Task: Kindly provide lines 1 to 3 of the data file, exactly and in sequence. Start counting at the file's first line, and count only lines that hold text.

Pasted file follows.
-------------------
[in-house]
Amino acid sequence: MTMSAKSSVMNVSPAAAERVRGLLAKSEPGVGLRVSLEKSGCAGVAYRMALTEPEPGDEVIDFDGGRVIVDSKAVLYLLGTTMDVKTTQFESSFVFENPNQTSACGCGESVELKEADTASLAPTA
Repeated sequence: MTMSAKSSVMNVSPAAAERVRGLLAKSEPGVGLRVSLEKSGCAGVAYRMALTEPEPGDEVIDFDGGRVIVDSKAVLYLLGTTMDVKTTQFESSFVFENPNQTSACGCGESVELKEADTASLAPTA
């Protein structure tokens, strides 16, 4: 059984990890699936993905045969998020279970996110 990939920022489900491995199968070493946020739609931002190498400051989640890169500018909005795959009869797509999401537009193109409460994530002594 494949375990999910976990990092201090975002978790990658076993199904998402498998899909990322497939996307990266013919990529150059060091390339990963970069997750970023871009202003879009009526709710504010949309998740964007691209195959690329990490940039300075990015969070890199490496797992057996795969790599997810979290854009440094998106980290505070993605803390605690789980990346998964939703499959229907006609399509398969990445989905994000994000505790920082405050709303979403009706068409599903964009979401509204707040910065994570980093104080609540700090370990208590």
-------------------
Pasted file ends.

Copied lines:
[in-house]
Amino acid sequence: MTMSAKSSVMNVSPAAAERVRGLLAKSEPGVGLRVSLEKSGCAGVAYRMALTEPEPGDEVIDFDGGRVIVDSKAVLYLLGTTMDVKTTQFESSFVFENPNQTSACGCGESVELKEADTASLAPTA
Repeated sequence: MTMSAKSSVMNVSPAAAERVRGLLAKSEPGVGLRVSLEKSGCAGVAYRMALTEPEPGDEVIDFDGGRVIVDSKAVLYLLGTTMDVKTTQFESSFVFENPNQTSACGCGESVELKEADTASLAPTA